Growing Up Dark-Skinned in a Color-Conscious India

Growing Up Dark-Skinned

On the outside, India might be a country of homogeneously brown people, but on the inside, people fall within a broad color range – from dark brown to almost white.

Unfortunately, this diversity in skin color has created a hierarchy of beauty – a hierarchy that tells you that the light-skinned people are the epitome of beauty, while the dark-skinned people fall at the bottom.

I was unaware of this until I was in the sixth grade when I found out that my dark skin could put me in a tough spot and stunt my self-esteem.

My light-skinned classmates ridiculed the color of my skin. One of them called me “black paint.” I pretended I didn’t hear him and walked away.

In the ninth grade, when I was at a friend’s house along with some other friends, one of them refused to drink coffee when offered and instead pointed at me and said, “I don’t want to drink coffee because I don’t want to look like her.”

I didn’t understand what it meant until another friend replied to him, “You don’t get dark by drinking coffee.”

And then as the conversation went back to coffee and the odd logic of 14-year-olds, I sat there quiet and embarrassed among my group of friends, wishing I were invisible or just some place else.

I hated going out in the sun. I hated going out at all.

I remember once my mother had asked me to get milk from the near-by milk booth, and while I was walking back home from there, I noticed two young men looking at me. One of them whistled and the other blurted “But she’s not pretty!”

At 15 years of age, a stranger calling me “not pretty” aloud was as new and shocking to me as being sexually harassed on the street for the first time.

I hated wearing white and black. I hated taking pictures in a room that wasn’t well-lit because I knew that while the faces of all my fair-skinned friends would show up in the picture, mine wouldn’t. And the idea of being embarrassed in front of your friends was life-threatening.

I was not just a dark-skinned child in the classroom, but an “other” since I belonged to the southern state of Tamil Nadu and not to the northern cities that I had lived in through the years.

To my North Indian classmates and acquaintances, a “stereotypical” Tamilian was something like this: a dark-skinned, Tamil-speaking person who eats only idlis and dosas, and who speaks English and Hindi with a heavy Tamil accent.

Luckily, I didn’t have a Tamil accent while speaking Hindi or English, so I was spared from any ridicule in that department.

Growing up in three cities where Hindi was spoken, I got used to Hindi. In a way, it became my first language, the language I am most comfortable in. English followed. But Tamil was nowhere in sight.

My skin color, the stereotyped Tamil culture, and people making fun of Tamil accents, pulled me away from anything Tamil. So much so that I could understand what my parents said to me in Tamil, but I couldn’t reply to them in the same language.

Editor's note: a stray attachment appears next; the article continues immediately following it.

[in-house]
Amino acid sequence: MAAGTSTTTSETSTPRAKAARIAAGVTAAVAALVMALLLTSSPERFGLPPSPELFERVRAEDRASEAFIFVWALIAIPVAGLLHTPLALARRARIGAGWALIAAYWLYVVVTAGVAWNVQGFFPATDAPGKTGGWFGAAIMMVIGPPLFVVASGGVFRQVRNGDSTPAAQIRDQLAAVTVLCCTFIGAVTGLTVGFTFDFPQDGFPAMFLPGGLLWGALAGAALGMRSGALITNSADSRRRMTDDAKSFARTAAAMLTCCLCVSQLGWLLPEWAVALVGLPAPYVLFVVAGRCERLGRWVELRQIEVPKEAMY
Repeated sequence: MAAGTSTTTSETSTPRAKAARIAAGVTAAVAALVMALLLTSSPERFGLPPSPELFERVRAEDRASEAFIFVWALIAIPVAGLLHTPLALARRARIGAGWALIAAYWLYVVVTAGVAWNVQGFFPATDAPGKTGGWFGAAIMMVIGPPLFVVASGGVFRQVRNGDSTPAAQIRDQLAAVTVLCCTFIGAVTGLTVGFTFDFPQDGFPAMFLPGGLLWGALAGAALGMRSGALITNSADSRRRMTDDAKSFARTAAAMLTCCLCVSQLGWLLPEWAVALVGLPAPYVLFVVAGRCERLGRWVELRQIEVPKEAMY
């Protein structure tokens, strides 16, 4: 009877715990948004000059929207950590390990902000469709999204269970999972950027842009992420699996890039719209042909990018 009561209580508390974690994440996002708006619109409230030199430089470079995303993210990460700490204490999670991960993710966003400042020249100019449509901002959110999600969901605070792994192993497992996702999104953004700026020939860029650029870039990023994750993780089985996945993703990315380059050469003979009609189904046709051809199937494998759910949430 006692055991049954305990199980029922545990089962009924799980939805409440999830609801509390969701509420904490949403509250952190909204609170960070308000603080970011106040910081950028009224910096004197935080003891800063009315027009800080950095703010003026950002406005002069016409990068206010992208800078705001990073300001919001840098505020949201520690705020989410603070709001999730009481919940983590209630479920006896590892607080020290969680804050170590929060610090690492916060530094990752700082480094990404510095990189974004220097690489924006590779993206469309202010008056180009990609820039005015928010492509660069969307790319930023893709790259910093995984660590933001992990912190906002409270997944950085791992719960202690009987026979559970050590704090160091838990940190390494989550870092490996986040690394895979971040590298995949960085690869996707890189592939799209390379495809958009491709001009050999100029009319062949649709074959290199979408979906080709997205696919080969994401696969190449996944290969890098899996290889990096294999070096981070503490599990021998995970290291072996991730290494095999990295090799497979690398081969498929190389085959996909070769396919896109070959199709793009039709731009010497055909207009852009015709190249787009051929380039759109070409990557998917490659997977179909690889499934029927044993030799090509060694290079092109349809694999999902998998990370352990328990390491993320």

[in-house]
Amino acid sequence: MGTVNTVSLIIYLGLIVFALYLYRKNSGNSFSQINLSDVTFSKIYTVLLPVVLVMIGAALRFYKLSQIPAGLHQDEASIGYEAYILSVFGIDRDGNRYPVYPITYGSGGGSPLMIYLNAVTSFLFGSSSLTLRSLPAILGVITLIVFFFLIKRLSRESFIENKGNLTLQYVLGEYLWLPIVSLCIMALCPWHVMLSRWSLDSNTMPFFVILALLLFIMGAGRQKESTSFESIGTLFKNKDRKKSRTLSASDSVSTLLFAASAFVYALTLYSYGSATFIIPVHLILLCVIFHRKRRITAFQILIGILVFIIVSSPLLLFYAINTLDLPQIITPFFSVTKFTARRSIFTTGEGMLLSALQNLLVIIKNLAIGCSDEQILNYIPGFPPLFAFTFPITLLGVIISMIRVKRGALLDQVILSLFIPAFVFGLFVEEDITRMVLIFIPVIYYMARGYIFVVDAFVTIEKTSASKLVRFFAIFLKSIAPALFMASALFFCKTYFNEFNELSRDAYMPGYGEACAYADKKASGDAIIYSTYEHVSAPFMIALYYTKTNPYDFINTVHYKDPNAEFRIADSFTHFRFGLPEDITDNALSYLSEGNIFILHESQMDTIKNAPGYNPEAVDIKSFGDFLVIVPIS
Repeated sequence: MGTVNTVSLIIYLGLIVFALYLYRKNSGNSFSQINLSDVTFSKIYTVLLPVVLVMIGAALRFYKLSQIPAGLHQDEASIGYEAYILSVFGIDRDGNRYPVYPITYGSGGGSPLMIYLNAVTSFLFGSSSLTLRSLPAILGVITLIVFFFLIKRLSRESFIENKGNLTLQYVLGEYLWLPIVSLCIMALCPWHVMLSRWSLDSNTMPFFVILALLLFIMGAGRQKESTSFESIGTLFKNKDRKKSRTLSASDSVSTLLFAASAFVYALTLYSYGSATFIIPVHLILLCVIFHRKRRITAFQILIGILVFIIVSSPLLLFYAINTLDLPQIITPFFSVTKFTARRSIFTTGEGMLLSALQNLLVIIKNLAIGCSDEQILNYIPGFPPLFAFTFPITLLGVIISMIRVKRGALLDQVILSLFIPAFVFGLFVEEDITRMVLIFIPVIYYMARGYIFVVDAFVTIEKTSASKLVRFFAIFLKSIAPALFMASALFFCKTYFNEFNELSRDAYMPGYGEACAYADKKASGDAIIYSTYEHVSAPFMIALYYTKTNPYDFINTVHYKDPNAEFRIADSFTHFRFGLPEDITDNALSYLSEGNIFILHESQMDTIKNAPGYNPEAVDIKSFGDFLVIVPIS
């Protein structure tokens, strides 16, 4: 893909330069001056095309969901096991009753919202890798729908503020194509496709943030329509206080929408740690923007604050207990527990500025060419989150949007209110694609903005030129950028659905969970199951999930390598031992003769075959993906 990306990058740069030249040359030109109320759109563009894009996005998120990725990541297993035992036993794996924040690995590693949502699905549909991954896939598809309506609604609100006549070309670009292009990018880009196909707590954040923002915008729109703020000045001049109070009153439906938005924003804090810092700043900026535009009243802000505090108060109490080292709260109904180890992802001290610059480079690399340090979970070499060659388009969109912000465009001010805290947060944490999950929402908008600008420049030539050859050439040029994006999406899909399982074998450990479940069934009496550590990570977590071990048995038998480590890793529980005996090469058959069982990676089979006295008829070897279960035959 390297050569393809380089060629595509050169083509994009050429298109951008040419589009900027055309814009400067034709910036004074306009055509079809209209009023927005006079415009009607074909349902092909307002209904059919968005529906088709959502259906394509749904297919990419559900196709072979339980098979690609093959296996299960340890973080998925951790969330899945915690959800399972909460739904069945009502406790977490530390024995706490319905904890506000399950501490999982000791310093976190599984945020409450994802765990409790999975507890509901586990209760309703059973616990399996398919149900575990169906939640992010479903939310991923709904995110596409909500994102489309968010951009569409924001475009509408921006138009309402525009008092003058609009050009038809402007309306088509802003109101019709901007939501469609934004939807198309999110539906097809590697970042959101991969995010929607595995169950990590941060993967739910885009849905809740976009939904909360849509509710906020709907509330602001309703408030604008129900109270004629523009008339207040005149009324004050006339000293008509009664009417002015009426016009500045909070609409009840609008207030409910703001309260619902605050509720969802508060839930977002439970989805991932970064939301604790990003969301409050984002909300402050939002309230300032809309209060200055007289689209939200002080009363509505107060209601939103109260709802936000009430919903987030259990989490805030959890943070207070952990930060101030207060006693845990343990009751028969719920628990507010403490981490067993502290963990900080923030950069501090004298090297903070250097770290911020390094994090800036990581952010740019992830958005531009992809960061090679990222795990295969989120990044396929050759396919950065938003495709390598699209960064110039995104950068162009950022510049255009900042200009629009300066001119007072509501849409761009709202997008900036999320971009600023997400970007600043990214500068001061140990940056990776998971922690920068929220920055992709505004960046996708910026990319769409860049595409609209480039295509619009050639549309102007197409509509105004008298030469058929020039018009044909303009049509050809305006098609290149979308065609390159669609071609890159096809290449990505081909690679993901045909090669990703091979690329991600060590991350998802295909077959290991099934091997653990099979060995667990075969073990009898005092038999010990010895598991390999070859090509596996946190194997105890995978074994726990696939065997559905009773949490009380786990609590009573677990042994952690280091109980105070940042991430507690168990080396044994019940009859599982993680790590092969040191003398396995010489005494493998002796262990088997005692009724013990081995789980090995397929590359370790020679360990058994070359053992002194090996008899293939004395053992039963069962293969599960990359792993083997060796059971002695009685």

I didn’t know how to speak Tamil, and I didn’t want to. I didn’t want to celebrate any Tamil festival, or watch Tamil movies, or listen to Tamil songs. To feel good about myself, sometimes I looked down upon my parents when they expressed their Tamil identity.

During most of my teenage years, I put on a mask, trying to hide where I came from.

I told people I didn’t know anything about the culture I belonged to so that they could think I was just like them. At every chance I could, I tried withdrawing my affiliation with my culture.

Because I was brought up in places where I experienced the culture of my friends more than that of my parents, I felt the culture I saw around me was somehow cooler and better than the one I belonged to.

I now know that it wasn’t cooler or any better, but just different. I didn’t know it then…read more.

Feature image sourced from Everyday Feminism.

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16 thoughts on “Growing Up Dark-Skinned in a Color-Conscious India

  1. Love the article. I somehow feel darker women can make it up using their personality and education. Being bullied for being dark skinned isn’t only in India. I can’t count the number of times I’ve been called blacky,dirty or ugly in elementary school by my chinese peers. Somehow that insults, hurts made me more resilient and I wanted to marry a lighter skinned somehow. This is how the quest for fair skinned women begins. Just saying from a guys perspective. I go out with dark skinned brown girls and also fair skinned brown girls. Somehow whenever I spent time with fair skinned girls, it makes me feel they are soothing the insults and hurts that happened decades ago…. Just saying from a guys perspective.

  2. ok but this girl is not even that dark. even the person who made shadeism does not appear very dark. Where are the voices of dark, karupu girls in the discussion of colourism/shadeism? why are these medium-toned girls taking up all the space on colourism/shadeism??

  3. chinnraasu 
    “I somehow feel darker women can make it up using their personality and